The Translation and Reception of Eugene Labiche’s Plays in Modern China

  • LO Shih-LungEmail author


This paper aims to analyse the transmission and the reception of the comedies of the French playwright Eugene Labiche in the Republican period (1912–1949), during which the modern Chinese theatre was nourished by the translations of Western plays. Song Chunfang was one of the scholars who promoted with enthusiasm Labiche’s works. To Song, Labiche’s works could be taken as an alternative reference that differed from the “mainstream” Ibsen plays worshiped by his contemporaries. Song Chunfang appreciated the elements of popular theatre observed in Labiche’s works, taking them as models for the modern Chinese theatre. La Poudre aux yeux, a parody of the hypocrisy of the urban middle class, was translated for the first time by Zhao Shaohou. Later, his successful translation inspired several retranslations, adaptations and rewritings, including Cao Yu’s The Gilt. Similarly, Le Voyage de monsieur Perrichon was (re)translated, and it contributed to the adaptation of Shi Huafu, The Peacock Screen. Although the fame of Labiche is often forgotten nowadays by researchers in the Chinese-speaking world, he was indeed one of the most popular and well-known French playwrights in modern China. By reviewing and analysing the translations and adaptations of Labiche’s plays, researchers can retrace in more detail the development of modern Chinese theatre and its quest for modernity.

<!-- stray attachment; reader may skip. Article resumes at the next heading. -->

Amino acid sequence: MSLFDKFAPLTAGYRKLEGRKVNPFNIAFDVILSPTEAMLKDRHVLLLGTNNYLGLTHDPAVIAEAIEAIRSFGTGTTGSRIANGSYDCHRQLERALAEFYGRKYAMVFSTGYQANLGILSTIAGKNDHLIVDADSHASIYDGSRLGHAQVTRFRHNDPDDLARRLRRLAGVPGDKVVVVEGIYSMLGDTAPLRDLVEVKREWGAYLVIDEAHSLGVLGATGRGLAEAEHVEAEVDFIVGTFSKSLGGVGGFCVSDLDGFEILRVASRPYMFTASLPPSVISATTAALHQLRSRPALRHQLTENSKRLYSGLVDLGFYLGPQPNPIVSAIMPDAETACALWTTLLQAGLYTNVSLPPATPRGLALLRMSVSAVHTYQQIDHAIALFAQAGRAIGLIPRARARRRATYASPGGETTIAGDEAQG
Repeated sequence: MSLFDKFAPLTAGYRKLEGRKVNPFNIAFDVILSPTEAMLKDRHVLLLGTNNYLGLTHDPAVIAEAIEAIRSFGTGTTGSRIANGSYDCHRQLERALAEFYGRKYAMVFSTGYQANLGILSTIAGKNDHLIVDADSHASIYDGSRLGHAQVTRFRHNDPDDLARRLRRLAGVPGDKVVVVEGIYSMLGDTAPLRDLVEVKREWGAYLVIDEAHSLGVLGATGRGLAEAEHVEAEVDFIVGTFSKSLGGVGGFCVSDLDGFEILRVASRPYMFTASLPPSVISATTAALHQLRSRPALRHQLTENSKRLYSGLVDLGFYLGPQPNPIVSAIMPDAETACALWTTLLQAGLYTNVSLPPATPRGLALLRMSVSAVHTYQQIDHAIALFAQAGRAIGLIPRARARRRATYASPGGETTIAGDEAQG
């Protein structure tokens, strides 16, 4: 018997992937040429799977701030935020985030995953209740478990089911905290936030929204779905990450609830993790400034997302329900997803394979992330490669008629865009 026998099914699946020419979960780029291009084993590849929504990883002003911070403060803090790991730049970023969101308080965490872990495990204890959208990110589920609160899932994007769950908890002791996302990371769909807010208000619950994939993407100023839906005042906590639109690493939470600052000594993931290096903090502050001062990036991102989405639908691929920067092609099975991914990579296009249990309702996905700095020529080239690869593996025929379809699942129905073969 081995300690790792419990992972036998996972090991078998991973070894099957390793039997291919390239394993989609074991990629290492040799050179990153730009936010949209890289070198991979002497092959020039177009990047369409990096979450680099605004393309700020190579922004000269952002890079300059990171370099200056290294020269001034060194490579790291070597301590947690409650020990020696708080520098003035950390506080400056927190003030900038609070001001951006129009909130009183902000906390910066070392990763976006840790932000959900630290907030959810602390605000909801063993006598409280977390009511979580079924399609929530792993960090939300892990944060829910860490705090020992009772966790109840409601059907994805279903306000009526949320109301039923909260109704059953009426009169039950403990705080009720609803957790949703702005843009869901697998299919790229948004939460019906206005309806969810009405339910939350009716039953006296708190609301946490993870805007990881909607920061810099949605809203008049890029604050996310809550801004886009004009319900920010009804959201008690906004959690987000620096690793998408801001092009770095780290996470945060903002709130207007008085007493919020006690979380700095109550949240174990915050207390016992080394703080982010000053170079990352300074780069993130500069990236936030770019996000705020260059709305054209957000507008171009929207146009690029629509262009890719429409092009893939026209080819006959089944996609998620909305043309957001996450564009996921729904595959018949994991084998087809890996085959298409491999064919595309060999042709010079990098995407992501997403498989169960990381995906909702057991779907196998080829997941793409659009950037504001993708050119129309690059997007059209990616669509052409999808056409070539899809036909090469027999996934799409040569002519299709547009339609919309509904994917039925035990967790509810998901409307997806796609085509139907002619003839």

Eugène Labiche Modern China Song Chunfang Translation Spoken drama 


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Copyright information

© The Editor(s) and, if applicable, The Author(s) 2019

Authors and Affiliations

  1. 1.National Tsing Hua UniversityHsinchuTaiwan

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